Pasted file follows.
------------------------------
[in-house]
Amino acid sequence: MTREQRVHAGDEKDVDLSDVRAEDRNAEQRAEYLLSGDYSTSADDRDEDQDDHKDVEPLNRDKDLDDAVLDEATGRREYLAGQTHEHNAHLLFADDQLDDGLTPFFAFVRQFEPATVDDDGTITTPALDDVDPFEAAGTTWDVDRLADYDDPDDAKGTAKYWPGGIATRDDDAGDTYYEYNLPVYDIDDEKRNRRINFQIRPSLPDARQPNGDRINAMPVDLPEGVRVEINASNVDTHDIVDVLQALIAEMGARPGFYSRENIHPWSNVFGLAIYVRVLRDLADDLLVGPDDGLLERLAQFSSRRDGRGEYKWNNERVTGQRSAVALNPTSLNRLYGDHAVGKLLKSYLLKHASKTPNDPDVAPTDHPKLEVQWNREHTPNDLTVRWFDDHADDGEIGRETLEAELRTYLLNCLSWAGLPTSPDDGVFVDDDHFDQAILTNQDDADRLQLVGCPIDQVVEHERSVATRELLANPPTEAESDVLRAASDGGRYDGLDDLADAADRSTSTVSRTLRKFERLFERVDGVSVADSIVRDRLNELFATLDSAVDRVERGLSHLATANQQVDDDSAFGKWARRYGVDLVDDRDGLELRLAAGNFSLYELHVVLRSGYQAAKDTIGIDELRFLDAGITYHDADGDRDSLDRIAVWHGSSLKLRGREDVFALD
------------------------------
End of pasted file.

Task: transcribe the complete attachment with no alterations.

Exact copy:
[in-house]
Amino acid sequence: MTREQRVHAGDEKDVDLSDVRAEDRNAEQRAEYLLSGDYSTSADDRDEDQDDHKDVEPLNRDKDLDDAVLDEATGRREYLAGQTHEHNAHLLFADDQLDDGLTPFFAFVRQFEPATVDDDGTITTPALDDVDPFEAAGTTWDVDRLADYDDPDDAKGTAKYWPGGIATRDDDAGDTYYEYNLPVYDIDDEKRNRRINFQIRPSLPDARQPNGDRINAMPVDLPEGVRVEINASNVDTHDIVDVLQALIAEMGARPGFYSRENIHPWSNVFGLAIYVRVLRDLADDLLVGPDDGLLERLAQFSSRRDGRGEYKWNNERVTGQRSAVALNPTSLNRLYGDHAVGKLLKSYLLKHASKTPNDPDVAPTDHPKLEVQWNREHTPNDLTVRWFDDHADDGEIGRETLEAELRTYLLNCLSWAGLPTSPDDGVFVDDDHFDQAILTNQDDADRLQLVGCPIDQVVEHERSVATRELLANPPTEAESDVLRAASDGGRYDGLDDLADAADRSTSTVSRTLRKFERLFERVDGVSVADSIVRDRLNELFATLDSAVDRVERGLSHLATANQQVDDDSAFGKWARRYGVDLVDDRDGLELRLAAGNFSLYELHVVLRSGYQAAKDTIGIDELRFLDAGITYHDADGDRDSLDRIAVWHGSSLKLRGREDVFALD